Sisyrinchium bellum, the western blue-eyed grass or Californian blue-eyed grass, is the common blue-eyed grass of California and Oregon in and west of the Sierra Nevada, its range extending south into Baja California. In parts of its range, western blue-eyed grass has previously been classified as Sisyrinchium eastwoodiae, S. greenei and S. hesperium, but these names are now considered synonyms.

Sisyrinchium bellum grows as a perennial plant in open places where there is some moisture, particularly grassy areas, though it can also be found in woodlands and at altitudes up to 2,400 meters (7,900 ft). Like other species of blue-eyed grasses that are locally dominant, it is generally known simply as "blue-eyed grass" within its natural range.

The stems of Sisyrinchium bellum can grow as long as 60 centimeters (24 in), though they are often shorter. Its leaves are grassy and tufted. The flowers are 1–2 centimeters (0.39–0.79 in) in diameter and purplish-blue, varying somewhat in color from a true blue to a definite purple; occasional white-flowering plants are found. It flowers from March to July with a peak in April. Dried in air, its seeds weigh between 1 and 4 mg. After flowering, it dies to the ground and is dormant over the summer.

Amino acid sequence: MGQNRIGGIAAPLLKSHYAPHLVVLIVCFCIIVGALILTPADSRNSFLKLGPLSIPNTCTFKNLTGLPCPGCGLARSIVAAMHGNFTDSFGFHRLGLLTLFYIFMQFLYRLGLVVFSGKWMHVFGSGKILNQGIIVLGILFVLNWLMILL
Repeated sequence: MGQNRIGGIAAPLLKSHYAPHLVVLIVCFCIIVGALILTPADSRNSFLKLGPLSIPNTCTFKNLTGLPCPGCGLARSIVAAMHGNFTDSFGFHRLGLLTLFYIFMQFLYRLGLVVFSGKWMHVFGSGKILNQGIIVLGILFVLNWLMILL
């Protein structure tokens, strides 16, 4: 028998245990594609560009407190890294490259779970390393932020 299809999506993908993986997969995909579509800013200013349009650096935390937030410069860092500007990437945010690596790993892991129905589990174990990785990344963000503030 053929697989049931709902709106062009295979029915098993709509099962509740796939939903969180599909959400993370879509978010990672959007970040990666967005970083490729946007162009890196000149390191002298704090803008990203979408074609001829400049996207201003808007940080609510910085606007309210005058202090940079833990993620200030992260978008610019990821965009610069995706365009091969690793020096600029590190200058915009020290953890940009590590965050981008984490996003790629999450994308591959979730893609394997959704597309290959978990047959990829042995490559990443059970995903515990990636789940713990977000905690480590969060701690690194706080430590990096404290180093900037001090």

The Ohlone used an infusion of the roots and leaves as a cure for indigestion and stomach pain, and similar uses are recorded from other Native American peoples.

Observations Map

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